Things rarely are simple. Nothing, save God, comes without a shadow.
That’s good to keep in mind when we assess the pros and cons of liberals and conservatives. Each brings something to the table and each too has an achilles heel.
What is the achilles heel within liberal Catholicism? I suggest three places where liberal Catholicism (Protestantism included) might want to do some self-scrutiny:
1) On our failure, by and large, to inspire permanent, joyous religious commitment.
Cardinal Francis George, speaking at a colloquium organized by COMMONWEAL magazine, recently made this statement:
“We are at a turning point in the life of the church in this century. Liberal Catholicism is an exhausted project. Essentially a critique, even a necessary critique at one point in our history, it is now parasitical on a substance that no longer exists. It has shown itself unable to pass on the faith in its integrity and is inadequate, therefore, in fostering the joyful self-surrender called for in Christian marriage, in consecrated life, in ordained priesthood.”
Cardinal George’s comment is directed more towards liberals within Roman Catholic circles, but it applies, I suggest, equally well within Protestant and Jewish circles.
This is not a comment that goes down well with everyone, especially with those of us who have given the best part of our lives struggling to open our churches up to a healthier, less-fearful relationship with modernism, science, secularity, and the very real moral progress that these have helped to bring to the world. Liberal ideology, despite all it has been accused of, has been one of the most powerful moral forces on the planet for the last 400 years. The opposite of the liberal and secular is not the spiritual or the church, but the Taliban. I don’t think any of us, conservatives included, want to be there.
But George’s comment strikes at a particular painful area. For all of our work at affirming human dignity, spreading the democratic principle, highlighting the plight of the poor, working at eliminating racism, pushing for gender equality, furthering ecological sensitivity, and affirming non-violence we haven’t been able to inspire our own children to follow us in the path of the faith and in the path of adult commitment. Former generations, whatever their faults, did this better. Whether that fault is inherent in liberal ideology itself is not the point. We haven’t been able to do it and it’s something we must examine ourselves on.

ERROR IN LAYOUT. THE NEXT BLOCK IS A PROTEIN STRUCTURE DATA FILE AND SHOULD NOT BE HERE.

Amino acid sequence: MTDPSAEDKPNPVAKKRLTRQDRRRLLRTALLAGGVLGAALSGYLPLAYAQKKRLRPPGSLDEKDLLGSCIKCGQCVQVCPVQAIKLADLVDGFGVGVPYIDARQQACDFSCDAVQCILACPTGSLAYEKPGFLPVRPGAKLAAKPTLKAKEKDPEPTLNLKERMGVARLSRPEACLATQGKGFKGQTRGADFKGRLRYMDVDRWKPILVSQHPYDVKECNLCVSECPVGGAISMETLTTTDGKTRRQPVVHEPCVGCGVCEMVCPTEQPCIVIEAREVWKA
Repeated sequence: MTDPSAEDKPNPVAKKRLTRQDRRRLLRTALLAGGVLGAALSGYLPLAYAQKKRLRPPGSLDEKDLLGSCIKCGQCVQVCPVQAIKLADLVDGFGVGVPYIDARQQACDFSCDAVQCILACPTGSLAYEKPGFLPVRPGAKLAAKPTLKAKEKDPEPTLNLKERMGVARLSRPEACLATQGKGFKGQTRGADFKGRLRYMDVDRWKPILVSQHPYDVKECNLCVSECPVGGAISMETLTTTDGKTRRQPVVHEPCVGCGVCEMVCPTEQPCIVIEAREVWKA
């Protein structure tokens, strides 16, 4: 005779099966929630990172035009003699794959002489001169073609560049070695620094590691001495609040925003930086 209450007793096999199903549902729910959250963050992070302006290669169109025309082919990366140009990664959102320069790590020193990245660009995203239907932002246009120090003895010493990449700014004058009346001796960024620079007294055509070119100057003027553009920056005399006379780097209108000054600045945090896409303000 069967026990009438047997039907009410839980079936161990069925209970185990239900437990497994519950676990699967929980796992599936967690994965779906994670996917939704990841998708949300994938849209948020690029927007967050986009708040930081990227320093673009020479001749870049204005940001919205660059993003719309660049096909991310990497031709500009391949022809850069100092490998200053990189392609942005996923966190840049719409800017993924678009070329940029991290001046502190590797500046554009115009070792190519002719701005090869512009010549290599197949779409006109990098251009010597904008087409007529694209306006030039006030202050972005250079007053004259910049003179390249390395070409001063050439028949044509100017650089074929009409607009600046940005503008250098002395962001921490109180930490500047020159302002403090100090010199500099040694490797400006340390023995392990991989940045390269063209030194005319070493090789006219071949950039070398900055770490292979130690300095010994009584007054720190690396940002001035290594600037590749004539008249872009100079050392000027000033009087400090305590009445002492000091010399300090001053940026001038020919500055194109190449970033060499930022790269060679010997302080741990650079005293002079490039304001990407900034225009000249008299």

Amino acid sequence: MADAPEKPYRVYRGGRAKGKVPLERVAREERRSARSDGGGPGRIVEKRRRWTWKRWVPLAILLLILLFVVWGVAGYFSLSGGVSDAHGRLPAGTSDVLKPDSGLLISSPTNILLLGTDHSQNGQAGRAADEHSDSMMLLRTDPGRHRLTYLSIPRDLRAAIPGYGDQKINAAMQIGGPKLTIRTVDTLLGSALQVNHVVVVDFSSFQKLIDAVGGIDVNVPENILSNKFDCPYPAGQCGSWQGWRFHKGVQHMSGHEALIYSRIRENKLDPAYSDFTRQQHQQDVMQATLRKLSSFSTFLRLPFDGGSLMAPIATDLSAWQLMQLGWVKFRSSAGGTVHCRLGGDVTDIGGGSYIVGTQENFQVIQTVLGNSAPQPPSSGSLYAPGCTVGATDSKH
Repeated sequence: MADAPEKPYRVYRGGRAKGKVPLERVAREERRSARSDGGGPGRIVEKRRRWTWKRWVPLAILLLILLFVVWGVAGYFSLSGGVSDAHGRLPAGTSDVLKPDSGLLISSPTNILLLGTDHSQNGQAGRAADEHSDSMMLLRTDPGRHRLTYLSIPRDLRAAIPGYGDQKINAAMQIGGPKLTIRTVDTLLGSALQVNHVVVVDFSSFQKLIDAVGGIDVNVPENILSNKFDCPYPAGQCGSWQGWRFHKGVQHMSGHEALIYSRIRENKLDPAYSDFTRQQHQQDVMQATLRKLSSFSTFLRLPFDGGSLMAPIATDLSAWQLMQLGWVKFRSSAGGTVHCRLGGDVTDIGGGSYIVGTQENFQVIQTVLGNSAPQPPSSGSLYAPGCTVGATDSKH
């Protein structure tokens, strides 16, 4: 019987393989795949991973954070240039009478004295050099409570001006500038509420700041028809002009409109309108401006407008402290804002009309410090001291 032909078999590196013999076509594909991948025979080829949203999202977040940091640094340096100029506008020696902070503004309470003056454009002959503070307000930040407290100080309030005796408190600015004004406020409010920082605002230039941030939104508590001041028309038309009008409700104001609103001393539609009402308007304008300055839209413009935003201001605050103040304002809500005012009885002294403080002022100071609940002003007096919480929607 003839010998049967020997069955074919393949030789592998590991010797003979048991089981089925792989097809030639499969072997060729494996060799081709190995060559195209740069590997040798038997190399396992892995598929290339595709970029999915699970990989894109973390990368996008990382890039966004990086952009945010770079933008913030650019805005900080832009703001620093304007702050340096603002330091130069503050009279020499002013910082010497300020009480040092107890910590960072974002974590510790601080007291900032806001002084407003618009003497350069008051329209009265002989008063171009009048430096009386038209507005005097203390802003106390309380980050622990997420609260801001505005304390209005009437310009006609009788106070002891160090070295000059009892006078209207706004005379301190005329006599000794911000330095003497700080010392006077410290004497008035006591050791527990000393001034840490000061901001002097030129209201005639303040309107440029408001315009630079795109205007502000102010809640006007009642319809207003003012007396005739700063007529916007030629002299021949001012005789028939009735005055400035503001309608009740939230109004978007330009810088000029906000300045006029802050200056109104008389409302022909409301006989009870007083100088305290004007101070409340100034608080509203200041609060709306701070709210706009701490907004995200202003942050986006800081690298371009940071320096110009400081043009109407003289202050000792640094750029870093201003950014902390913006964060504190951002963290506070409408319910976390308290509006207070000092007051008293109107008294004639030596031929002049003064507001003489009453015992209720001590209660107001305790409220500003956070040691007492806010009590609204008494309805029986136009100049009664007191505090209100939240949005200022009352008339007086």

2) Have we been too naive in hooking our moral star to liberal ideology in the secular world?
There was a time between 1960 and 1990 when it seemed that the moral idealism of liberals in the church and the moral idealism of liberals in the culture were good dance partners. Liberals inspired by the gospel and liberals fuelled by secular sources had, it seemed, the same agenda: equality for all, non-elitism, greater ecological sensitivity, the elimination of poverty, greater ethnic and racial harmony, wider tolerance, wider mutual respect, and so on. The social agenda of the gospel and the agenda of liberal secular ideology seemed to be one and the same. We lived with the naive assumption that it would ever be thus.
But is this so? Hardly. Divorced from their Judeo-Christian roots, secular liberals have grown-up, and, like so many of our own children, taken some distance from the gospel. Secular liberalism has shifted its moral passion away from the issues of the poor and the misuse of power to issues of gender, sexuality, personal choice, and lifestyle. Secular liberals and liberal Christians are, today, no longer the harmonious dance partners they once. And we’ve been slow to recognize and accept this. Too often, we, liberal Christians, are now dancing with the wrong partner.
3) Have we been too fundamentalistic in not appreciating or even condemning certain religious movements and practices because these offend our liberal sensitivities or remind us too much of our own religious past?
One wonders whether the under-appreciation that we, liberals in general, have had for movements like PROMISE KEEPERS, CHARISMATIC RENEWAL, MARRIAGE ENCOUNTER, CURSILLO, RENEW, ALPHA, and the like, draws its source in genuine concern for the gospel or from offended liberal sensibilities. We tend to look at these movements, see there some strains of patriarchy, fundamentalism, piety, and uncritical submission to authority, and, irritated by these, fail to admit the real gospel transformation these movements sometimes help inspire. Offended in our liberal sensitivities, we become fundamentalist ourselves – uncompromising, unnuanced, locked into a pre-prescribed view, unable to see that sometimes the cruder discipline of authority is needed before someone can live the fuller freedom of the gospel. PROMISE KEEPERS, for example, may not be a spirituality for a mature Christian, but anything that helps get millions of men back home, faithful to their wives, and back to prayer and church should certainly not be seen as the enemy. Liberal assessment of these movements has sometimes been far from compassionate and wise.